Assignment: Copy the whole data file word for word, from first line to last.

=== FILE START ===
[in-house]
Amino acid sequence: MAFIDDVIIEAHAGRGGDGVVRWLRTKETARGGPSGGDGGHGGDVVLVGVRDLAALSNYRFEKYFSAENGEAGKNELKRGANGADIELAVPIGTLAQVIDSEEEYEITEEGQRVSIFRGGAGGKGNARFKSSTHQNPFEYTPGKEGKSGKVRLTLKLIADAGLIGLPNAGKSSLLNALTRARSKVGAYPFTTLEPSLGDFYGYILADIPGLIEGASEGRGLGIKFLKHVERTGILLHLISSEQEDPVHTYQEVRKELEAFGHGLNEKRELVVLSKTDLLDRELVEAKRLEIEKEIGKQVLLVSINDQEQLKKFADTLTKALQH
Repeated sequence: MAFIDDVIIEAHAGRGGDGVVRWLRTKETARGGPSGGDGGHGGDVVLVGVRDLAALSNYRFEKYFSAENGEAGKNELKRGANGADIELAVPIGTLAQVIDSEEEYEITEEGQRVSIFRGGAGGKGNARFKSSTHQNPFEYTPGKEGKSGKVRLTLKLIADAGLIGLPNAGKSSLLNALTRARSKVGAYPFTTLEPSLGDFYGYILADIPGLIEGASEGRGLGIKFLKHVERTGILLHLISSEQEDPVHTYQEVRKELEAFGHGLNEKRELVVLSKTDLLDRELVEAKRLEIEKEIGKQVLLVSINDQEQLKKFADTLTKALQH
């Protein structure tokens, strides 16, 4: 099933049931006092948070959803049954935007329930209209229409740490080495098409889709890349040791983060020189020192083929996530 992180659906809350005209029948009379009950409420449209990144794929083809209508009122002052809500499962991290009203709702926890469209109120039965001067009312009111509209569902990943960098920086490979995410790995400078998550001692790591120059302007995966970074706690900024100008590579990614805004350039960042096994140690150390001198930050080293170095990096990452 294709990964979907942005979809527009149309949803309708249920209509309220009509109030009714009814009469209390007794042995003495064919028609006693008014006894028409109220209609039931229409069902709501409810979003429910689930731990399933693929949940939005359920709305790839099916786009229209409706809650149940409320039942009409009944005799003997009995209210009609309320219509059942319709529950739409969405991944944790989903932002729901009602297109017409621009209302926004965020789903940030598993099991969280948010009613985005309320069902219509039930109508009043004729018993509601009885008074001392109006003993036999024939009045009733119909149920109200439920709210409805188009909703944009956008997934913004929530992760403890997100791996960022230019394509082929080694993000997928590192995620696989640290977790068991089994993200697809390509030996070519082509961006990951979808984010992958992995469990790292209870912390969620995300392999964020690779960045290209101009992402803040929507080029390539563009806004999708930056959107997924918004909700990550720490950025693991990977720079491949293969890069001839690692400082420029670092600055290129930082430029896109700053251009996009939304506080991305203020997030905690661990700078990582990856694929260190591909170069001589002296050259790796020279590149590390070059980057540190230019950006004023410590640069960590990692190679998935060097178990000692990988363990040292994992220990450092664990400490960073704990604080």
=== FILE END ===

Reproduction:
[in-house]
Amino acid sequence: MAFIDDVIIEAHAGRGGDGVVRWLRTKETARGGPSGGDGGHGGDVVLVGVRDLAALSNYRFEKYFSAENGEAGKNELKRGANGADIELAVPIGTLAQVIDSEEEYEITEEGQRVSIFRGGAGGKGNARFKSSTHQNPFEYTPGKEGKSGKVRLTLKLIADAGLIGLPNAGKSSLLNALTRARSKVGAYPFTTLEPSLGDFYGYILADIPGLIEGASEGRGLGIKFLKHVERTGILLHLISSEQEDPVHTYQEVRKELEAFGHGLNEKRELVVLSKTDLLDRELVEAKRLEIEKEIGKQVLLVSINDQEQLKKFADTLTKALQH
Repeated sequence: MAFIDDVIIEAHAGRGGDGVVRWLRTKETARGGPSGGDGGHGGDVVLVGVRDLAALSNYRFEKYFSAENGEAGKNELKRGANGADIELAVPIGTLAQVIDSEEEYEITEEGQRVSIFRGGAGGKGNARFKSSTHQNPFEYTPGKEGKSGKVRLTLKLIADAGLIGLPNAGKSSLLNALTRARSKVGAYPFTTLEPSLGDFYGYILADIPGLIEGASEGRGLGIKFLKHVERTGILLHLISSEQEDPVHTYQEVRKELEAFGHGLNEKRELVVLSKTDLLDRELVEAKRLEIEKEIGKQVLLVSINDQEQLKKFADTLTKALQH
């Protein structure tokens, strides 16, 4: 099933049931006092948070959803049954935007329930209209229409740490080495098409889709890349040791983060020189020192083929996530 992180659906809350005209029948009379009950409420449209990144794929083809209508009122002052809500499962991290009203709702926890469209109120039965001067009312009111509209569902990943960098920086490979995410790995400078998550001692790591120059302007995966970074706690900024100008590579990614805004350039960042096994140690150390001198930050080293170095990096990452 294709990964979907942005979809527009149309949803309708249920209509309220009509109030009714009814009469209390007794042995003495064919028609006693008014006894028409109220209609039931229409069902709501409810979003429910689930731990399933693929949940939005359920709305790839099916786009229209409706809650149940409320039942009409009944005799003997009995209210009609309320219509059942319709529950739409969405991944944790989903932002729901009602297109017409621009209302926004965020789903940030598993099991969280948010009613985005309320069902219509039930109508009043004729018993509601009885008074001392109006003993036999024939009045009733119909149920109200439920709210409805188009909703944009956008997934913004929530992760403890997100791996960022230019394509082929080694993000997928590192995620696989640290977790068991089994993200697809390509030996070519082509961006990951979808984010992958992995469990790292209870912390969620995300392999964020690779960045290209101009992402803040929507080029390539563009806004999708930056959107997924918004909700990550720490950025693991990977720079491949293969890069001839690692400082420029670092600055290129930082430029896109700053251009996009939304506080991305203020997030905690661990700078990582990856694929260190591909170069001589002296050259790796020279590149590390070059980057540190230019950006004023410590640069960590990692190679998935060097178990000692990988363990040292994992220990450092664990400490960073704990604080």